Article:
Now, I hoped, we could celebrate. But in war one’s hopes are not always realized. At the conclusion of the oath-taking ceremony, a soldier Olexander Lazarenko ran into the corridor and cried: “The camp is under attack!” (For more on this serviceman, please read the #8 installment of this “Debaltseve Diary”. On 9 February 2015 he was captured by Russian-led terrorists. As of 15 October he has not been released and his fate is unknown.) As it happened, I had heard the sound of a grenade explosion outside, while filming the oath procedure on video. But no shooting followed as in a normal attack.
“Attention! Go fighting!” replied Colonel Shcherbyna to all of us standing in the corridor.
Well, it was an order! Everybody quickly grabbed Kalashnikovs or machine guns and hurried outside to their battle stations at the hilltop trenches above the camp. I ran to the 6th Guard Post — recently shelled — accompanying the deputy commander, Lt. Colonel Volodymyr Sarychev. We scrambled out onto the hill via an icy, slippery footpath, and then ran to our reserve trench through an open field under the moonlight. While running I tried not to think about being hit by a bullet or mortar shell …
So finally we reached the trenches and jumped into the deep snow, with which they were fully covered. Looking for a convenient place for shooting, I cracked a couple of jokes with on-duty soldiers in nearby trenches. The bright disc of the Moon shone before me in the clear frosty skies above Chornukhine village, 5 kilometres from us.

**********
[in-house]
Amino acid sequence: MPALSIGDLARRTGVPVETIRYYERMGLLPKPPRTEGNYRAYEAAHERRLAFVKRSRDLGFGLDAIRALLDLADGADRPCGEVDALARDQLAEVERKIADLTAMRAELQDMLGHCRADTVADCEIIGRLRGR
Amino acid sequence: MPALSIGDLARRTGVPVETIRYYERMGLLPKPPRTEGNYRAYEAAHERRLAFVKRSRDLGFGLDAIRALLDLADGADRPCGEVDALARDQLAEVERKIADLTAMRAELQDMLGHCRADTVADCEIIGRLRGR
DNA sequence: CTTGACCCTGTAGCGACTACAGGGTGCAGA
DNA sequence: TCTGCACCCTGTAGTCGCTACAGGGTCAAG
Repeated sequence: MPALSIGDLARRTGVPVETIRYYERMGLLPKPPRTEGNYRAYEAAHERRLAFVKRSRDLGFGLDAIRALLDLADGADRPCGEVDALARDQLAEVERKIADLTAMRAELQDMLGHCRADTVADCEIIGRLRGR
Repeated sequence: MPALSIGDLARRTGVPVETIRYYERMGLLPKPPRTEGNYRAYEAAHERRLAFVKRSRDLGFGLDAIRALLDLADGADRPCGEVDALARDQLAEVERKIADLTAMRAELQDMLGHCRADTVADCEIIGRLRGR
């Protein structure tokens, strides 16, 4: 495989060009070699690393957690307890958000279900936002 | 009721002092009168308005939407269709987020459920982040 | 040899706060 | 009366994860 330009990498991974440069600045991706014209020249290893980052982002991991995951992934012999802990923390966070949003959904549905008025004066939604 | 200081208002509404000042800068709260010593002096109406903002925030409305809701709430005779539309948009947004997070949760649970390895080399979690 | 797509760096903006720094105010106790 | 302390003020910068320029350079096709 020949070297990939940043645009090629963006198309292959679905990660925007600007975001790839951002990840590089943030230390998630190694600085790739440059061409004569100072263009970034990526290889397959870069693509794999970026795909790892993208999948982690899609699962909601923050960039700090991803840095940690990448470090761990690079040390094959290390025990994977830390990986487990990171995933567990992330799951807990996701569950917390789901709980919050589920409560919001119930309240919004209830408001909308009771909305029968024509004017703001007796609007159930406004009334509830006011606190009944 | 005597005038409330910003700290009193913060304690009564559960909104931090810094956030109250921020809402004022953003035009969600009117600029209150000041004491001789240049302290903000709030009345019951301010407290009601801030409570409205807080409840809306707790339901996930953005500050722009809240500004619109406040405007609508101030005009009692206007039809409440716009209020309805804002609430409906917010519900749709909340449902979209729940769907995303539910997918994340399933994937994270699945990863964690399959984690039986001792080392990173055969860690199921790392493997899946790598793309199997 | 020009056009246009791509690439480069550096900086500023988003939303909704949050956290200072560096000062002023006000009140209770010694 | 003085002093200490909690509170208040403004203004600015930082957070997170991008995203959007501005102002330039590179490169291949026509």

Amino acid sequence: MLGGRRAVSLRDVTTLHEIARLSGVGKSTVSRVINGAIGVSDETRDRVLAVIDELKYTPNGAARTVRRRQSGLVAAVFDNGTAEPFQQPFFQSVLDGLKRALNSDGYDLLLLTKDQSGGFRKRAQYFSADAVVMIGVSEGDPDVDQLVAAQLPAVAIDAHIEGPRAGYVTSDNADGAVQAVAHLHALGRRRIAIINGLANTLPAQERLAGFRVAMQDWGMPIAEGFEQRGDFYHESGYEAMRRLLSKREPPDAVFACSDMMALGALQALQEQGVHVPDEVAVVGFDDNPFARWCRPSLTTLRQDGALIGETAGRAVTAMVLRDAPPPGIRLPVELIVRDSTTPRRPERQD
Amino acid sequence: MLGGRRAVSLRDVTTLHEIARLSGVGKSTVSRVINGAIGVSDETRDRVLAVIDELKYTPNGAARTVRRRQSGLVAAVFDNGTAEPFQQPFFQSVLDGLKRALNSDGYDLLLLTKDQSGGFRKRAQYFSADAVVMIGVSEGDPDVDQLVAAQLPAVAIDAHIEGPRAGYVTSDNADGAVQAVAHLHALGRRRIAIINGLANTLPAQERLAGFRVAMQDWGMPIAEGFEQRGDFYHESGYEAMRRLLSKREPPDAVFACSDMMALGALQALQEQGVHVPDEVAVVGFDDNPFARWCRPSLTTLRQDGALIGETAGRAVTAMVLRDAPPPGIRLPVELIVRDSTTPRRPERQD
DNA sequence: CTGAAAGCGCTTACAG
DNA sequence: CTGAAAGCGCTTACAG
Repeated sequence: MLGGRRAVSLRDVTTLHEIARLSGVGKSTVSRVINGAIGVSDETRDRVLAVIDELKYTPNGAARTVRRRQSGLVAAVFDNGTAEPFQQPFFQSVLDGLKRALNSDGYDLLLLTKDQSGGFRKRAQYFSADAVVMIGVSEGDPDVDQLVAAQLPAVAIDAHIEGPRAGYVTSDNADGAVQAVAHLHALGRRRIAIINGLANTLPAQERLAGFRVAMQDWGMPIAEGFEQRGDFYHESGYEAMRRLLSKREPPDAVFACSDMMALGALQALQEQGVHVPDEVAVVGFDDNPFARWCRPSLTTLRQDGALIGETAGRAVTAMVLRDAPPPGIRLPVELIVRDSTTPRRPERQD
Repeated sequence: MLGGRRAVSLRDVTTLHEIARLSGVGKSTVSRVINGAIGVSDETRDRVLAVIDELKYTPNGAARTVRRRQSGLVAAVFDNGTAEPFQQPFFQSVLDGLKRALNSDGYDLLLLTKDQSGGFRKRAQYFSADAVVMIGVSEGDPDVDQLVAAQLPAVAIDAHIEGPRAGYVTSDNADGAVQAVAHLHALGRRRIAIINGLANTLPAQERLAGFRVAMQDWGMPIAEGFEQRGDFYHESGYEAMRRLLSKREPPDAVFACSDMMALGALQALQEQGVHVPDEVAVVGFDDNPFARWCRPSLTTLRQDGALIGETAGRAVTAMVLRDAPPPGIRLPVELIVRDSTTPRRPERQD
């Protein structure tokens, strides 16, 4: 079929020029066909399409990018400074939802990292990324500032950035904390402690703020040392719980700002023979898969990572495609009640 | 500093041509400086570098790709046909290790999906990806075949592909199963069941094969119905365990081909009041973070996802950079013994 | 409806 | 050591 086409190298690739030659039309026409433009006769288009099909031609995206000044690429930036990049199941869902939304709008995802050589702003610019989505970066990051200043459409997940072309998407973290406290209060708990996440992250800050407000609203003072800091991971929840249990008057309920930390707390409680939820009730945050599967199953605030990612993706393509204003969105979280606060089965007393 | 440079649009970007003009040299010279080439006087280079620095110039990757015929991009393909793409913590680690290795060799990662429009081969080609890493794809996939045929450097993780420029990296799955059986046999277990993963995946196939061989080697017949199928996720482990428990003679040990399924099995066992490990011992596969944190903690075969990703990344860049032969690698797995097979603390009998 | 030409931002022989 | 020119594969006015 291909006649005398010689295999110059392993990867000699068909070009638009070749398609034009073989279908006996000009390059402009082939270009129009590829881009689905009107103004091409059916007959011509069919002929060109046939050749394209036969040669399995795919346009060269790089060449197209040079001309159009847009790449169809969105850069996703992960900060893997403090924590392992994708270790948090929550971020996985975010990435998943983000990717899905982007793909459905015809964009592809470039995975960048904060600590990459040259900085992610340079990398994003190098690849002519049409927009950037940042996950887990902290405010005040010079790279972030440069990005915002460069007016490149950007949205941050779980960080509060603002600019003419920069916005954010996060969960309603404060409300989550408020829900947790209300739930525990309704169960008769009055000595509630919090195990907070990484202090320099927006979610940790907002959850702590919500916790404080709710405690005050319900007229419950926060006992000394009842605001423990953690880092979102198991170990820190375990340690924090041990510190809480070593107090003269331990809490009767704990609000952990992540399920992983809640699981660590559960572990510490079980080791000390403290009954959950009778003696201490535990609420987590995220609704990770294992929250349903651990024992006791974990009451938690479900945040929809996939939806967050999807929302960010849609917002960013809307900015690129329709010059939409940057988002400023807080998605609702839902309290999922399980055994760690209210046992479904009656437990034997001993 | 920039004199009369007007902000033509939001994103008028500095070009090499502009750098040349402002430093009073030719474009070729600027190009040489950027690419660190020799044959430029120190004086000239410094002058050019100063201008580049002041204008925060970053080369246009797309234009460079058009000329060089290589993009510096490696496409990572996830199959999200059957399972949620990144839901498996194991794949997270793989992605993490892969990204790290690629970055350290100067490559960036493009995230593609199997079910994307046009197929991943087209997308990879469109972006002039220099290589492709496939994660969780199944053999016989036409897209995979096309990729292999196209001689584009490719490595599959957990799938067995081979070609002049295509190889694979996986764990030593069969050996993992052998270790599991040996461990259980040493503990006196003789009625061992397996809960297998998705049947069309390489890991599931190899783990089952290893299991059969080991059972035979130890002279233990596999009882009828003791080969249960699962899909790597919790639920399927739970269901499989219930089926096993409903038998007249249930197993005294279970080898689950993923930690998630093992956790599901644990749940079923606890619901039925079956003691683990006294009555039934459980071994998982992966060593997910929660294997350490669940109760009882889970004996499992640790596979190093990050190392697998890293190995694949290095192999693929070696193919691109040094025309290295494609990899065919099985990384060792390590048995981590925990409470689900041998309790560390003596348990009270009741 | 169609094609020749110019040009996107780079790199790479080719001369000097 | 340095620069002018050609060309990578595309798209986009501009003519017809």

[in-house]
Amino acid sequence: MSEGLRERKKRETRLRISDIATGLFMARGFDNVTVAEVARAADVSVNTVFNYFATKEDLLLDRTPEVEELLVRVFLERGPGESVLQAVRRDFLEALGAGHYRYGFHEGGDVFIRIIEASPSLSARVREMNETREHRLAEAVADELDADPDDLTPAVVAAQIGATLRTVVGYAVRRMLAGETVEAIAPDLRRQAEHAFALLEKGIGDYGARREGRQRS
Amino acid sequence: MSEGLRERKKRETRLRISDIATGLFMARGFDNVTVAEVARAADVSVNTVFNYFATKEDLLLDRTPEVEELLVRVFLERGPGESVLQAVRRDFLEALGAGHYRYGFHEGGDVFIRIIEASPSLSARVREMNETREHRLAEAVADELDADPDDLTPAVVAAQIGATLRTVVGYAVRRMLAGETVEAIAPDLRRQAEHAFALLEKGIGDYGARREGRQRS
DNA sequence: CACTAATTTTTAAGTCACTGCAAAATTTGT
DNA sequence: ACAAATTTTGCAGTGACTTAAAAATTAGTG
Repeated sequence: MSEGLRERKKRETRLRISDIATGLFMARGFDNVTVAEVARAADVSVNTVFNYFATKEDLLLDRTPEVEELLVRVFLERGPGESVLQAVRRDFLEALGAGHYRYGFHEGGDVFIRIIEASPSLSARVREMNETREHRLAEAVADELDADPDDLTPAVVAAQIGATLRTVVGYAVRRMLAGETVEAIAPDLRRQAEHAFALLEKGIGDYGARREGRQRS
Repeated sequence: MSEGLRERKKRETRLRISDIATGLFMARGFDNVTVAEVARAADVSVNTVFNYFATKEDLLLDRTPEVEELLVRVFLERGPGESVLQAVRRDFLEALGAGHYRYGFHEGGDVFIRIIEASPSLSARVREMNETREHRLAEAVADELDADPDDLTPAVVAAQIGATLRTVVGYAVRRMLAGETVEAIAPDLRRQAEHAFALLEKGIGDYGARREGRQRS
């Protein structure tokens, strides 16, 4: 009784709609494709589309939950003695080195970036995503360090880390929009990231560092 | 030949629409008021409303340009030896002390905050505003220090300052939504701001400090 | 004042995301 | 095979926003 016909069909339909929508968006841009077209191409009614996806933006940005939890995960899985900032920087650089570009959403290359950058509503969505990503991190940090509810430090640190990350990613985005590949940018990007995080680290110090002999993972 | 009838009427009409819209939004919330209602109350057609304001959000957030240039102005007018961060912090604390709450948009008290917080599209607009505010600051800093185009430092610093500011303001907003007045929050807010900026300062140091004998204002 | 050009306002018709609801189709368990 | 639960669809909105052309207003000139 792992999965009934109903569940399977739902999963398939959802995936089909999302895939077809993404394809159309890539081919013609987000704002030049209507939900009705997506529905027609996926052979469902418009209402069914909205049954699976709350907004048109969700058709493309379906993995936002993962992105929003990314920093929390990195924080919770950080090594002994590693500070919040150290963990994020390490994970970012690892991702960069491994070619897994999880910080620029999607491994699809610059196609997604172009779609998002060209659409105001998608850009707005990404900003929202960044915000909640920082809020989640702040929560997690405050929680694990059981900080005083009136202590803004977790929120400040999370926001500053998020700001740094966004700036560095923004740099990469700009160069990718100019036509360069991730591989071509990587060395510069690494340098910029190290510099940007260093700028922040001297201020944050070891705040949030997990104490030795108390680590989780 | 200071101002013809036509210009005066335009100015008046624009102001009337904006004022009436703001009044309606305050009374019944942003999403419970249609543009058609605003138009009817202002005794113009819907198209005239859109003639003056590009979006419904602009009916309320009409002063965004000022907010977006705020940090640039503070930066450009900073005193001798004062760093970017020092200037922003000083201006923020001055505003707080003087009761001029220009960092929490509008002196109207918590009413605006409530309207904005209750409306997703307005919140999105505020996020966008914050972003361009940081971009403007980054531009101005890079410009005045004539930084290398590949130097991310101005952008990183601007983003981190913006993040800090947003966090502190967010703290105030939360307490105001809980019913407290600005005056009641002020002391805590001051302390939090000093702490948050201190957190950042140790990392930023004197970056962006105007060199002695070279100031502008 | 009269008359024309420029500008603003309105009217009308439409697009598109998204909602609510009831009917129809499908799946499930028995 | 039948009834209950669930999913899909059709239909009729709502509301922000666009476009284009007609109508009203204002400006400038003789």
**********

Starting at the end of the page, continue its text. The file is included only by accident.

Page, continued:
Very soon I realized that everything was silent around — no enemies in the fields and no shooting. The winter wind in my face didn’t bring any sound of tank or APC engine working. The on-duty soldiers in the trenches said they had heard the explosion as well. It was similar to a grenade going off, and it happened in a small wood to the left. But, as they said, it could have been one of many anti-personnel mines located around the camp: a random fox or abandoned village dog could step on one, or drag a tripwire to cause a detonation. Even a falling branch from a tree might trip a mine …
After half an hour — while a special unit checked the area and found nothing suspicious — the combat alert was revoked. This time it was false. Unfortunately, I had no chance to ask Colonel Shcherbyna and soldier Lazarenko whether this mass response to a random explosion was based on a genuine threat, or whether was it just their pre-arranged ploy to test our combat-readiness.
(Edited by Christopher Summerville)